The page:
20 Facts About Your Favorite Wes Anderson Movies

Martin Scali - © 2014 - Fox Searchlight Pictures
Martin Scali - © 2014 - Fox Searchlight Pictures

Though he has yet to win an Oscar (despite seven nominations, and counting), Wes Anderson is largely considered one of today’s most influential filmmakers—and a true auteur. It takes just a few seconds to recognize a movie as being Anderson’s… and not only because Bill Murray is probably playing a key role in it. Between his talent for dialogue and his distinctive aesthetic, Anderson has carved out his very own moviemaking niche. To celebrate the artist’s 50th birthday, here are some things you might not know about your favorite Wes Anderson movies.

1. Bottle Rocket started out as a 13-minute short.

In 1993, Wes Anderson and his University of Texas at Austin classmate Owen Wilson made their filmmaking debut with Bottle Rocket, a 13-minute short that made its premiere at the Sundance Film Festival. The project—which the pair co-wrote together and Anderson directed—was meant to serve as a calling card for their talent behind the camera, and they had planned to cast established actors in the lead roles. But when the budget wouldn’t allow for it, Wilson stepped in as one of the leads—and enlisted his brother Luke along with him.

In 1996, a feature-length version of Bottle Rocket was released—but bombed at the box office. In the years since, it has gained a large critical following.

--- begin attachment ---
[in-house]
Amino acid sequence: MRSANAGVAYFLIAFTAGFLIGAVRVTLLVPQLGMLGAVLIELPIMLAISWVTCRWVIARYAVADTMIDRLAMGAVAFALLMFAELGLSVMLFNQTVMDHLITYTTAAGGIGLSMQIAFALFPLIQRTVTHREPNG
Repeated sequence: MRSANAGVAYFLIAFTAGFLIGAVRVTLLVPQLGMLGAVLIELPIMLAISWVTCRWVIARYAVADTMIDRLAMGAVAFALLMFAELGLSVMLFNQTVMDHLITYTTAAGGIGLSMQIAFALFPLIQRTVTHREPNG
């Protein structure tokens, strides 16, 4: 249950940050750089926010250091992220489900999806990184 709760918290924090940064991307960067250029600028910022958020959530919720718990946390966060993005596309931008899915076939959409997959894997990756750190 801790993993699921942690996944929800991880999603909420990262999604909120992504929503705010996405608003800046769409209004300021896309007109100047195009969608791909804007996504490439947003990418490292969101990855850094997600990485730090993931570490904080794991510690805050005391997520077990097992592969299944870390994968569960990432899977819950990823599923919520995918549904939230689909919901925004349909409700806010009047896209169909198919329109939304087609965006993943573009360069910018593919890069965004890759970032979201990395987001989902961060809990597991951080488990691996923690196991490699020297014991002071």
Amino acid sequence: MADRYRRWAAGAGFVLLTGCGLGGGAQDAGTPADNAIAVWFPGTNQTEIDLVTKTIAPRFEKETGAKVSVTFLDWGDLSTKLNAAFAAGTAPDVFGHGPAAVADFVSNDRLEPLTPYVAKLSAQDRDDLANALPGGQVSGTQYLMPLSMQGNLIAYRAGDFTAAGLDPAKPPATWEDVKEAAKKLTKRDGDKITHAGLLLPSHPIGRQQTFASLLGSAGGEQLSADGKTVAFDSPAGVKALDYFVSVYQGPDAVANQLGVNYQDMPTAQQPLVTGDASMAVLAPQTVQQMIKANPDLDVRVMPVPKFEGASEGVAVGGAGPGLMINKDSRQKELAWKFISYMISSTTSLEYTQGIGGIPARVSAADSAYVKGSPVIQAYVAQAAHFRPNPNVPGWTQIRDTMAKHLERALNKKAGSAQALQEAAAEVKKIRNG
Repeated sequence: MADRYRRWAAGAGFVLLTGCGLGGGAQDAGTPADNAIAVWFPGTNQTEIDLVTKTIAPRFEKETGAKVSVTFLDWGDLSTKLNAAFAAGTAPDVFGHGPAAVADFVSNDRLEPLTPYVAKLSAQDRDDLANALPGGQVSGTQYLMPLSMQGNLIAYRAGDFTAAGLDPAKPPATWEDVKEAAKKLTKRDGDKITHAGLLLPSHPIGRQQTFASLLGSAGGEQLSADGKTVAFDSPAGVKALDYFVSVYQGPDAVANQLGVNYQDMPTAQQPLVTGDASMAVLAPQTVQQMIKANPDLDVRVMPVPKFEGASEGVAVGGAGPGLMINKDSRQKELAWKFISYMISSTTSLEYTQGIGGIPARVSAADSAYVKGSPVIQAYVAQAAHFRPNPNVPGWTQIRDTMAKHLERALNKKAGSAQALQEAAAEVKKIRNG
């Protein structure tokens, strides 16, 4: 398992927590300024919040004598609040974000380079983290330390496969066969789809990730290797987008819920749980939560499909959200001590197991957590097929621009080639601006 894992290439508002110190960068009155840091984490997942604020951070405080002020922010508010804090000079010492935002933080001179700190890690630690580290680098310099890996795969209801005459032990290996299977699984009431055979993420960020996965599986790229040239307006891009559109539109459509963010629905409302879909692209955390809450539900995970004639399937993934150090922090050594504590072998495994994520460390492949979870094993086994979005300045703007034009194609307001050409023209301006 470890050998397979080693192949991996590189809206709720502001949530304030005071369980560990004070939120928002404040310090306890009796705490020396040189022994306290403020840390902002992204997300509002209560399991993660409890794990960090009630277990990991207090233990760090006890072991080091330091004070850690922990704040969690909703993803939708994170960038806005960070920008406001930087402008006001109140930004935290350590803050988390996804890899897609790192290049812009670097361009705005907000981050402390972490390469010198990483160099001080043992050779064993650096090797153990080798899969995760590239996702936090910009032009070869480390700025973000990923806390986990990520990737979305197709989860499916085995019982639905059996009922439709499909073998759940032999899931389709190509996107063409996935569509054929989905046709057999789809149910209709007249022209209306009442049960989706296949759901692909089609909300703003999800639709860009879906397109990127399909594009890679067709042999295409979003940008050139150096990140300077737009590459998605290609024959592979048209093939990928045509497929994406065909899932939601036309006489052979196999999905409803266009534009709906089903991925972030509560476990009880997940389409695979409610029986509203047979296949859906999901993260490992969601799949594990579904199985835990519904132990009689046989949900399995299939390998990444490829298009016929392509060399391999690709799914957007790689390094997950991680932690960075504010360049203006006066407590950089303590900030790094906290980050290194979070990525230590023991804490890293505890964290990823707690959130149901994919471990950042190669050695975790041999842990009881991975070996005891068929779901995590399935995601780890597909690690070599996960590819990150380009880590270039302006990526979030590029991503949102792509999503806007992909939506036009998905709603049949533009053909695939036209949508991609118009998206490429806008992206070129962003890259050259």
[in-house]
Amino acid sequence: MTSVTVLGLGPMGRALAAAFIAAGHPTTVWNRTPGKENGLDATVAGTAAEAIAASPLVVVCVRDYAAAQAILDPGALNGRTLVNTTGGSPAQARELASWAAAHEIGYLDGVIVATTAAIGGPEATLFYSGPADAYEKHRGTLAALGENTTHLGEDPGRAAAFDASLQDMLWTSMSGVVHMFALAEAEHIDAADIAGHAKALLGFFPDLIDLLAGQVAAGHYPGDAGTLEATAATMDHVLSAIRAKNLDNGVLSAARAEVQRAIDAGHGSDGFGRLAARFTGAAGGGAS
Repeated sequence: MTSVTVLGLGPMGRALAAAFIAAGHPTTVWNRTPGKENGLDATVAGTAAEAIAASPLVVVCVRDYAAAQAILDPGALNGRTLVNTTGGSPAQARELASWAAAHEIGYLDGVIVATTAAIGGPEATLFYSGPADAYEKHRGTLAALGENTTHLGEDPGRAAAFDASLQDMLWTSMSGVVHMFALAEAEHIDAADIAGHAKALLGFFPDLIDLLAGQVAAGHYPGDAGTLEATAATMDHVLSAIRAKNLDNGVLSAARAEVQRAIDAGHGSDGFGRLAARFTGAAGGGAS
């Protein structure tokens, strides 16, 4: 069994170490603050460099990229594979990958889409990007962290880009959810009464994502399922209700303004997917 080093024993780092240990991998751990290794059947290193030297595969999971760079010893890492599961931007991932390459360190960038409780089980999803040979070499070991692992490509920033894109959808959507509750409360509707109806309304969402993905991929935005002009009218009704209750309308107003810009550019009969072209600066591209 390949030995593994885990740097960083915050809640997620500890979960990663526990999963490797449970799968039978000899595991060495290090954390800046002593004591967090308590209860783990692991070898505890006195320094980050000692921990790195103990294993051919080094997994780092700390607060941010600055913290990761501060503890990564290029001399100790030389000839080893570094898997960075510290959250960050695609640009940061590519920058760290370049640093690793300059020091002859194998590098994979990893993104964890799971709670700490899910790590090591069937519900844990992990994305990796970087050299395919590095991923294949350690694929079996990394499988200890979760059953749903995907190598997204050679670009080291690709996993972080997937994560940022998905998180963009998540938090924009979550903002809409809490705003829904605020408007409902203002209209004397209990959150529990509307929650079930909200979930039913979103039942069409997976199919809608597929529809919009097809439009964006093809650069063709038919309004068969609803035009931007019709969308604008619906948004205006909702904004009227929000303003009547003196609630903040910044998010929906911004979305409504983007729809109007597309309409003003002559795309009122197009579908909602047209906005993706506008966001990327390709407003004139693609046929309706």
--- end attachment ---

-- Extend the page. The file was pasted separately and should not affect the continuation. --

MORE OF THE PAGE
2. Rushmore Academy was the director's Alma Mater.

Wes Anderson sent location scouts across the United States and Canada to find the perfect high school to shoot Rushmore. He was having a tough time trying to find the school, until his mother sent him a picture of his old high school in Houston, Texas: St. John's School. Anderson thought it was the perfect location to make the movie.

3. The primary story for The Royal Tenenbaums came from Wes Anderson’s parents’ divorce.

Though it was partly inspired by real life, Anderson admits on the DVD commentary for The Royal Tenenbaums that the film itself ended up being very different from his own personal experience. Still, some small details remain, such as the fact that Ethel Tenenbaum is an archeologist, and so was Anderson’s mother.

4. A single image inspired the story for The Life Aquatic with Steve Zissou.

The Life Aquatic with Steve Zissou was inspired by a single image Anderson had of seeing the inner workings of a boat cut in half. The vision ended up in the final movie and was created using a massive set that measured 150 feet long and 40 feet high.

5. A piece of fruit helped Owen Wilson maintain his limp in The Darjeeling Limited.

To ensure that his character maintained his limp in The Darjeeling Limited, Owen Wilson stuck a lime in his shoe.

6. Anderson visited Roald Dahl's gypsy house, and wrote much of The Fantastic Mr. Fox there.